The club's finest era coincided with Bill Nicholson's management from 1958 to 1974, but Spurs boast an illustrious history that dates back to 1882. That was when the Hotspur Football Club was formed from an older cricket club. Most of the founders were ex-pupils of either St John's Presbyterian School or Tottenham Grammar School, and according to legend the impoverished committee had to meet under a lamp-post in Tottenham High Road, while the team made their own blue and white striped goalposts which were stored at Northumberland Park railway station and carried by the players across the Great Eastern railway line to Tottenham Marshes for matches.
In 1885, Hotspur FC adopted the prefix Tottenham and by 1899 they had moved to their White Hart Lane ground. In 1901 Spurs, as a non-league club, won the FA Cup and in 1908 were elected to Division Two of the Football League. In the early 1920s Spurs won another FA Cup and were runners-up in the League, but it was Arthur Rowe's "push-and-run" team of the late 1940s and early 1950s that caught the public's imagination. they won the Second Division and First Division titles in successive years.
However, when a wing-half from that side, Bill Nicholson, became manager in 1958, he set about creating one of the finest English club sides of all time. The likes of Bill Brown, captain Danny Blanchflower, Dave Mackay, Cliff Jones, John White and Bobby Smith were members of a team that achieved what, at the time, was thought impossible. They won the elusive double in 1960-61, becoming the first side to do so in the 20th century and setting a host of records along the way.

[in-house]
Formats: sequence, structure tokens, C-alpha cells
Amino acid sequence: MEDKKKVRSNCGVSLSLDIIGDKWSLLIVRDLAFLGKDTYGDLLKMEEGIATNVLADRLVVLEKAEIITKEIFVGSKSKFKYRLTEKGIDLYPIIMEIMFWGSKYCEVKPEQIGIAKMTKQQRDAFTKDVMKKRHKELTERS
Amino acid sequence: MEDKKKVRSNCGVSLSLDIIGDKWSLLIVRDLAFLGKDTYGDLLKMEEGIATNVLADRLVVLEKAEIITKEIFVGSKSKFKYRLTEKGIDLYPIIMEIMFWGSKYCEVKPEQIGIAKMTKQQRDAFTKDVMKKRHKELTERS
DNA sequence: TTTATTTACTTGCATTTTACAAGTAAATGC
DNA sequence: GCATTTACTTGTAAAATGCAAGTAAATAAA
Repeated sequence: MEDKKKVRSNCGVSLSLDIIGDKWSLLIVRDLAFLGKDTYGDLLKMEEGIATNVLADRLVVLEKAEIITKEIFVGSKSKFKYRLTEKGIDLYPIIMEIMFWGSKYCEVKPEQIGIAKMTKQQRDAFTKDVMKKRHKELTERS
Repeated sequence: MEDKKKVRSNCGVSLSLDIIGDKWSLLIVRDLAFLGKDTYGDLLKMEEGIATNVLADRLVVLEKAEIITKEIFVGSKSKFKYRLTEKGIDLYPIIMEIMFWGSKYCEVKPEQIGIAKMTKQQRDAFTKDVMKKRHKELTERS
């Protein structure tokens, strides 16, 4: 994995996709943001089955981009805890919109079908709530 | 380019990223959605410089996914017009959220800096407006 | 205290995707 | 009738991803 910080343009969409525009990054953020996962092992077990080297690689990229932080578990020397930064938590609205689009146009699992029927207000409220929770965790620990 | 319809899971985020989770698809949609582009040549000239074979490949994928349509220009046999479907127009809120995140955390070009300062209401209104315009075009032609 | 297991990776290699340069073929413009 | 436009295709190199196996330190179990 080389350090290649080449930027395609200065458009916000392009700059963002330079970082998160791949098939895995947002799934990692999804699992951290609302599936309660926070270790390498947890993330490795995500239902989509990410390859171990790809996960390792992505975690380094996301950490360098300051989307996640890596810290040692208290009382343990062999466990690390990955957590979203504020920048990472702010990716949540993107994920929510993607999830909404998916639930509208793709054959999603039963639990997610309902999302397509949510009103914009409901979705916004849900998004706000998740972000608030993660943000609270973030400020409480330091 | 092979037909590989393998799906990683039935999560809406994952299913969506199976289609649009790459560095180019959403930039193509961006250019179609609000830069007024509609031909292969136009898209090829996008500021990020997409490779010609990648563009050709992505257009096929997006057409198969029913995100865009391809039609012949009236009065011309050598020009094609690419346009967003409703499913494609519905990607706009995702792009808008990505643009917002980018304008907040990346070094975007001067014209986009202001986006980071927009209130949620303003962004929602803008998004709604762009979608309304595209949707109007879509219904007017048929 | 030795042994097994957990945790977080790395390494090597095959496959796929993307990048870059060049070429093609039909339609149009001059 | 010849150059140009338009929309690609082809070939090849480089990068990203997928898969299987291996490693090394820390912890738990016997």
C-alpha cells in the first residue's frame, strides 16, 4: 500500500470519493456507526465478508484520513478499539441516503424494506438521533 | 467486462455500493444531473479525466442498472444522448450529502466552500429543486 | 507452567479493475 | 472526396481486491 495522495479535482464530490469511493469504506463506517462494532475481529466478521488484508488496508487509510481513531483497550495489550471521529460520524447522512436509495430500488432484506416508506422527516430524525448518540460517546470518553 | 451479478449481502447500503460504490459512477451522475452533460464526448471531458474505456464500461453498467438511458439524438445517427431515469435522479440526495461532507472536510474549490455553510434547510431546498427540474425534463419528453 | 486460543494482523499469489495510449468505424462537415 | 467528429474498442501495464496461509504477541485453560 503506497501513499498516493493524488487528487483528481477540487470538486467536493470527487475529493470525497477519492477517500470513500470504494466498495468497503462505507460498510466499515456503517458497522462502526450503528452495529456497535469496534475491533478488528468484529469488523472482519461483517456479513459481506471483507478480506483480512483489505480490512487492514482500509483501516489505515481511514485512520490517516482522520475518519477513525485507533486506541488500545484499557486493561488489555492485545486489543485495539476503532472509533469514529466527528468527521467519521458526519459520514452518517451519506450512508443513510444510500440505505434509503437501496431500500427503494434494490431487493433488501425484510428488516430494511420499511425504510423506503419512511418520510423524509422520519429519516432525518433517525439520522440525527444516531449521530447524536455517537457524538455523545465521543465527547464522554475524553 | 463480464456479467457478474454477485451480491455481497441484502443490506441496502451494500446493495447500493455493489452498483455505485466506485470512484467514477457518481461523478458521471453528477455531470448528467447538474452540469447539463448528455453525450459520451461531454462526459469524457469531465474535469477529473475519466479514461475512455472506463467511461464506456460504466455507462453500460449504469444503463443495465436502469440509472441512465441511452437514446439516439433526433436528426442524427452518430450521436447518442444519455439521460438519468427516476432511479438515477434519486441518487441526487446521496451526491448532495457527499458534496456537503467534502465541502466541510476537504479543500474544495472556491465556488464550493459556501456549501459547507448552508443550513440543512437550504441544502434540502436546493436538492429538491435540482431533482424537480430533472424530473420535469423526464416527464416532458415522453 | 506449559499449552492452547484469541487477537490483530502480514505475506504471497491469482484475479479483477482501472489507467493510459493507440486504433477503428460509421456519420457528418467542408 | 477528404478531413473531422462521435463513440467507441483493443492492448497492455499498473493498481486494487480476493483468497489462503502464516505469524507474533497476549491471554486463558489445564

The following season, with Jimmy Greaves added to the attack, Spurs retained the FA Cup and in 1963 they became the first English side to win a European trophy when thrashing Atletico Madrid 5-1 in Rotterdam to lift the Cup Winners' Cup. Nicholson built new teams and won more trophies - the FA Cup in 1967, League Cup in 1971 and 1973, and Uefa Cup in 1972. Another Yorkshireman, Keith Burkinshaw, led the club to successive FA Cups in 1981 and 1982, as well as the Uefa Cup again in 1984; but since then success has proved more elusive, with just one FA Cup (1991 under Terry Venables) and one League Cup (1999 with George Graham) added to the trophy cabinet.
Managers such as Peter Shreeves, Ossie Ardiles, Gerry Francis, Christian Gross, favourite son Glenn Hoddle, David Pleat and Jacques Santini all failed to find the right chemistry. Can Jol prove more successful? Will he be given the time? His (or his successor's) first target will be to finish at least fourth so the club can climb aboard the Champions League gravy train for the first time. After that, securing the club's third League title - and first since 1961 - will be the aim. The board is ambitious, but the gap to be bridged is huge.